Dmitri Pal wrote:
On 06/10/2013 12:13 PM, Petr Viktorin wrote:
On 06/10/2013 05:34 PM, Dmitri Pal wrote:
On 06/10/2013 09:56 AM, Petr Viktorin wrote:
On 06/10/2013 03:35 PM, Rob Crittenden wrote:
Dmitri Pal wrote:
On 06/10/2013 05:54 AM, Jan Cholasta wrote:
On 7.6.2013 15:36, John Dennis wrote:
On 06/07/2013 09:26 AM, Jan Cholasta wrote:
On 7.6.2013 15:17, John Dennis wrote:
On 06/07/2013 08:57 AM, Jan Cholasta wrote:
Yes, this is correct. The DS certificate must be directly signed
by the
CA trusted by IPA (specified by --root-ca-cert in
ipa-server-install),
there may be no intermediate CAs, because ldapsearch and
friends and
python-ldap don't like them.


That doesn't sound right. Do we understand why a chain length >
1 is
failing?


LDAP utilities and python-ldap only trust certificates directly
issued
by CAs you point them to (at least on Fedora 18).

This sounds like a bug in MozLDAP (i.e. the NSS LDAP crypto
provider).
Have we filed a bug? Let's file the bug here in the Red Hat
bugzilla,
not upstream, we're the maintainers of MozLDAP and upstream is
already
frustrated with it.


I have just tested with libldap compiled with OpenSSL on my Arch
Linux
box, it does not work as well:

$ LDAPTLS_CACERT=$PWD/ca.crt ldapsearch -H
ldap://vm-131.idm.lab.bos.redhat.com -ZZ -D 'cn=Directory
Manager' -W
-b '' -s base
ldap_start_tls: Connect error (-11)
       additional info: error:14090086:SSL
routines:SSL3_GET_SERVER_CERTIFICATE:certificate verify failed
(invalid CA certificate)

For the record, this is what happens with NSS on Fedora:

$ LDAPTLS_CACERT=$PWD/ca.crt ldapsearch -H
ldap://vm-131.idm.lab.bos.redhat.com -ZZ -D 'cn=Directory
Manager' -W
-b '' -s base
ldap_start_tls: Connect error (-11)
       additional info: TLS error -8179:Peer's Certificate issuer
is not
recognized.

Honza

If the options does not work we should hide it for now and clearly
state
in the docs and man pages that the case when certs come from
different
CA is not supported for the time being.


IIRC it was added for two reasons:

1. Because the CA is not required to be included in the PKCS#12 file.

Well, that's not a necessary requirement. A tester did have a bit of
trouble creating a PKCS#12 file with both the server cert and the CA
cert, but the trouble is comparable to having to create a PEM file.

2. Because previous attempts to figure out the nickname of the signing
CA was problematic.

This is the main reason. It could be done, but I believe we should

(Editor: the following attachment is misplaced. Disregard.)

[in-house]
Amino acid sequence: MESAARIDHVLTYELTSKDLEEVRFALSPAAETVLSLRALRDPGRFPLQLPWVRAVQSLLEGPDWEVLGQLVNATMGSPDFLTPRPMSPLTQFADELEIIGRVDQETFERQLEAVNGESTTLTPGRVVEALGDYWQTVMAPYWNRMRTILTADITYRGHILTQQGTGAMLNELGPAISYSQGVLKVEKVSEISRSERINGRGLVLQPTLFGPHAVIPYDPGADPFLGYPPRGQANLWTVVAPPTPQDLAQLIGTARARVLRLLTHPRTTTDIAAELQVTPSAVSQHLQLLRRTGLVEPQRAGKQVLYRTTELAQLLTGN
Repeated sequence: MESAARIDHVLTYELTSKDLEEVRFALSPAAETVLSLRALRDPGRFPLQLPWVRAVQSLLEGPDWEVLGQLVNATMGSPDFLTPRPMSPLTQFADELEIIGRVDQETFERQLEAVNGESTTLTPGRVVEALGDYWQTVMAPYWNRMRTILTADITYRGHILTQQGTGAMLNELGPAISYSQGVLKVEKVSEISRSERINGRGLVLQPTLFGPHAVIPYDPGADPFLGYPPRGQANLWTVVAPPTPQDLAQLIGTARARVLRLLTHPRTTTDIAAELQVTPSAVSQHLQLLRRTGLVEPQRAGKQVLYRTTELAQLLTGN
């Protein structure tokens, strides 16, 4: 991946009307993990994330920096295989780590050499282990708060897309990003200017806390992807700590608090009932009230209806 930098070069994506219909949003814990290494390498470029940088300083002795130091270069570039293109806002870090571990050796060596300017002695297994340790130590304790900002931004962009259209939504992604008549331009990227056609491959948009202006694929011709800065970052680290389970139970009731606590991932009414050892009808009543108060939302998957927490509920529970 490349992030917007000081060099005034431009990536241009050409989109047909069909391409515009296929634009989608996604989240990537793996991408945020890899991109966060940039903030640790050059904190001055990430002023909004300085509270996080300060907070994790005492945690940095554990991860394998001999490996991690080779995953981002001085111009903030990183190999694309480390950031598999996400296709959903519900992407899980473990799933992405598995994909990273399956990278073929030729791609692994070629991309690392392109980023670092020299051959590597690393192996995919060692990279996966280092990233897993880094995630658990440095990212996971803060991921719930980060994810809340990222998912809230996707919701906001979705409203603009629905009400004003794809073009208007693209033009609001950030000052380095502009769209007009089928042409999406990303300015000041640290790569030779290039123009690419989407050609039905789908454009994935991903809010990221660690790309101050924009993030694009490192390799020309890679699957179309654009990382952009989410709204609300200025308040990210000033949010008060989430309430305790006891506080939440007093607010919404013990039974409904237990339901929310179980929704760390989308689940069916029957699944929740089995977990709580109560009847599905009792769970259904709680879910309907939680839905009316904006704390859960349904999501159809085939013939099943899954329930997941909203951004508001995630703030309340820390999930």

avoid any guessing to determine the root of trust.


I am not sure I get it.
So we inspect the certificate PKCS#12 file and there can be ambiguity
about the root of trust. How? This part is not clear to me.
Sorry for being slow here. Can someone explain it in more details?

A PKCS#12 file can contain any number of arbitrary certificates (or
other objects).
There is already some ambiguity in determining which cert to use for
the server. Here we error out if we don't find exactly one cert with
appropriate usage flags.
The root CA cert can be the one that signed the server cert (the only
scenario that works now), or it can be any one along the chain.
If you have an intermediate CA signed by a well-known authority, you
would probably not want to trust *everything* signed by that
authority; you'd want to trust "your" root CA which can be anywhere
along the chain.

If we exclude scenarios with Intermediate CAs (which don't currently
work), the situation is much simpler, but we don't want to limit the
CLI to that.

Note that users can't usually carefully control what's inside the
PKCS#12 file: the tools will typically allow generating a file with
either only one cert, or with the entire chain.

Regardless...
If something can't be reliably determined then we should probably do
following:
If we have any issues with determining the root of trust we should fail
and request the caller to run the command again with additional command
line option that would explicitly provide the the name of the root CA.

Will that help?

That would be any time there's more than one CA in the trust chain.
Is it worth special-casing this? Are there real-world deployments that
only use one CA? Note that in this case you can just use a single-cert
PKCS#12 plus a PEM file for the CA, which is simple enough IMO.

So my point is that why we can't say that we support only a single-cert
PKCS#12 file plus a PEM file case and have a clear set of instructions
on how to produce these files?

The problem is that the user has very little control over what gets pulled in and doing so would probably require a whole lot of additional steps that may just make them throw up their hands altogether.

Take the NSS case. It will automatically pull in any needed CA certificates that are also in the database. So you'd have to go about deleting those certs prior to creating the PKCS#12 file or you'd have to create the PKCS#12 file, import it into a temporary NSS database, delete the unwanted certs, then re-create the PKCS#12 file. In short, rather a dreadful process.

rob

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